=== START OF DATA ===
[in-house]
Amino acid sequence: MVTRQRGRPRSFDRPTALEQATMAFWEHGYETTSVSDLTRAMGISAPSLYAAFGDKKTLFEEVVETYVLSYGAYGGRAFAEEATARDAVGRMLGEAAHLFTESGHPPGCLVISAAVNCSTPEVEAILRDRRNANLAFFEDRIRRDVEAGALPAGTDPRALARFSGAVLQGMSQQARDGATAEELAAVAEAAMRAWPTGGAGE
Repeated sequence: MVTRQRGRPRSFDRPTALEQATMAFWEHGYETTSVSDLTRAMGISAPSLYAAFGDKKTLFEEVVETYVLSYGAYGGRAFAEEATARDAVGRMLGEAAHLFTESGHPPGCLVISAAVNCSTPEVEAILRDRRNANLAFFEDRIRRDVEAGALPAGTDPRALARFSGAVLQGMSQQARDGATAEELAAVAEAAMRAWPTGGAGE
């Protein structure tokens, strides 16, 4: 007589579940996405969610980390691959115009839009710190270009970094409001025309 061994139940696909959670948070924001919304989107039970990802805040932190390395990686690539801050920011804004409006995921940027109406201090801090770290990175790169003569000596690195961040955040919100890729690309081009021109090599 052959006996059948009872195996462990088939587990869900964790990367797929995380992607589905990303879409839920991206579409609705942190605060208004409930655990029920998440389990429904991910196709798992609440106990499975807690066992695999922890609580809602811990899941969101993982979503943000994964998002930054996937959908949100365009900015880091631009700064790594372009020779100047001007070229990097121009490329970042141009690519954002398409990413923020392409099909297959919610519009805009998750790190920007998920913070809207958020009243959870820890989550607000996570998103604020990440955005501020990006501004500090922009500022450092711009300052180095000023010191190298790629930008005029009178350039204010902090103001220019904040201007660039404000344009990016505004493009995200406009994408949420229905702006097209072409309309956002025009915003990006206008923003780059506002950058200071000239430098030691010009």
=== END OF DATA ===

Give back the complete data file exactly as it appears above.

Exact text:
[in-house]
Amino acid sequence: MVTRQRGRPRSFDRPTALEQATMAFWEHGYETTSVSDLTRAMGISAPSLYAAFGDKKTLFEEVVETYVLSYGAYGGRAFAEEATARDAVGRMLGEAAHLFTESGHPPGCLVISAAVNCSTPEVEAILRDRRNANLAFFEDRIRRDVEAGALPAGTDPRALARFSGAVLQGMSQQARDGATAEELAAVAEAAMRAWPTGGAGE
Repeated sequence: MVTRQRGRPRSFDRPTALEQATMAFWEHGYETTSVSDLTRAMGISAPSLYAAFGDKKTLFEEVVETYVLSYGAYGGRAFAEEATARDAVGRMLGEAAHLFTESGHPPGCLVISAAVNCSTPEVEAILRDRRNANLAFFEDRIRRDVEAGALPAGTDPRALARFSGAVLQGMSQQARDGATAEELAAVAEAAMRAWPTGGAGE
């Protein structure tokens, strides 16, 4: 007589579940996405969610980390691959115009839009710190270009970094409001025309 061994139940696909959670948070924001919304989107039970990802805040932190390395990686690539801050920011804004409006995921940027109406201090801090770290990175790169003569000596690195961040955040919100890729690309081009021109090599 052959006996059948009872195996462990088939587990869900964790990367797929995380992607589905990303879409839920991206579409609705942190605060208004409930655990029920998440389990429904991910196709798992609440106990499975807690066992695999922890609580809602811990899941969101993982979503943000994964998002930054996937959908949100365009900015880091631009700064790594372009020779100047001007070229990097121009490329970042141009690519954002398409990413923020392409099909297959919610519009805009998750790190920007998920913070809207958020009243959870820890989550607000996570998103604020990440955005501020990006501004500090922009500022450092711009300052180095000023010191190298790629930008005029009178350039204010902090103001220019904040201007660039404000344009990016505004493009995200406009994408949420229905702006097209072409309309956002025009915003990006206008923003780059506002950058200071000239430098030691010009």